The Lake Superior Zoo, in Duluth, Minn., is grieving the loss of many animals during devastating floods that hit the city Tuesday night. About 9 inches of rain fell within 24 hours, sending floods of water to all the downhill areas of the city. The water tore up roads, flooded houses and buildings, and barraged animals at the Lake Superior Zoo. Because of concern about the weather forecast, a zoo guard stayed late Tuesday night to watch over the facility. Unfortunately, the creek became blocked shortly after the guard left, and the diverted water flooded many exhibits.

Zoo staff did not become aware of the problem until about 3 a.m., when a curious neighbor decided to investigate the area after reading several Facebook posts about flooding near his home. While Donald Melton was driving around the neighborhood, he came across a seal in the middle of Grand Avenue, and another surprised driver who was taking photos of it. The water had gotten high enough in the exhibit for two seals to swim out.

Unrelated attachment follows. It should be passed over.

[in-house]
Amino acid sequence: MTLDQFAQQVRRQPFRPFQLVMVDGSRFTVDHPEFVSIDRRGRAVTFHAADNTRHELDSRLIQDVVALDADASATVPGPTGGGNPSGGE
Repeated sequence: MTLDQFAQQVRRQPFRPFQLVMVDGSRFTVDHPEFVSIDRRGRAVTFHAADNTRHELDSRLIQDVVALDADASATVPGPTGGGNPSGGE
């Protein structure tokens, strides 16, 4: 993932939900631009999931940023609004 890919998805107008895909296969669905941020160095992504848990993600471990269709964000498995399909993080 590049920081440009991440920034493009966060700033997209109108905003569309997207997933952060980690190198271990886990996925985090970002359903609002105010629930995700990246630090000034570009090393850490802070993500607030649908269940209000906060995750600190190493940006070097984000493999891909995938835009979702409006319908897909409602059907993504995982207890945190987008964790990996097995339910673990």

Status of many animals was not known for a while, as about 2/3 of the zoo remained underwater even after staff arrived. After some of the water subsided, it was revealed that all but one of the barn animals died, including goats, sheep, lambs and a donkey. A snowy owl and a turkey vulture also died in the flood, and a raven may have either died or escaped.

The Lake Superior Zoo polar bear, Berlin, managed to escape her exhibit during the flood. She did not exit the zoo’s perimeter, and the zoo’s veterinarian safely darted the bear before placing her in quarantine. Berlin and the seals are being transferred to Como Park Zoo in St. Paul, Minn., as a precautionary measure.

The flooding affected many other areas, as well, and has caused roadways to be shut down, including several sections of Interstate 35. Hundreds of residents were evacuated from flooded areas, and Gov. Mark Dayton declared a state of emergency following damage in eight counties.

Reports have shown that climate change results in more extreme weather, such as intensifying rainstorms, so we may be seeing many more sad events like this in the future.

Main photo credit: Sharon Mollerus/Flickr

Seal photo credit: Ellie Burcar

Video credit: CBS News Online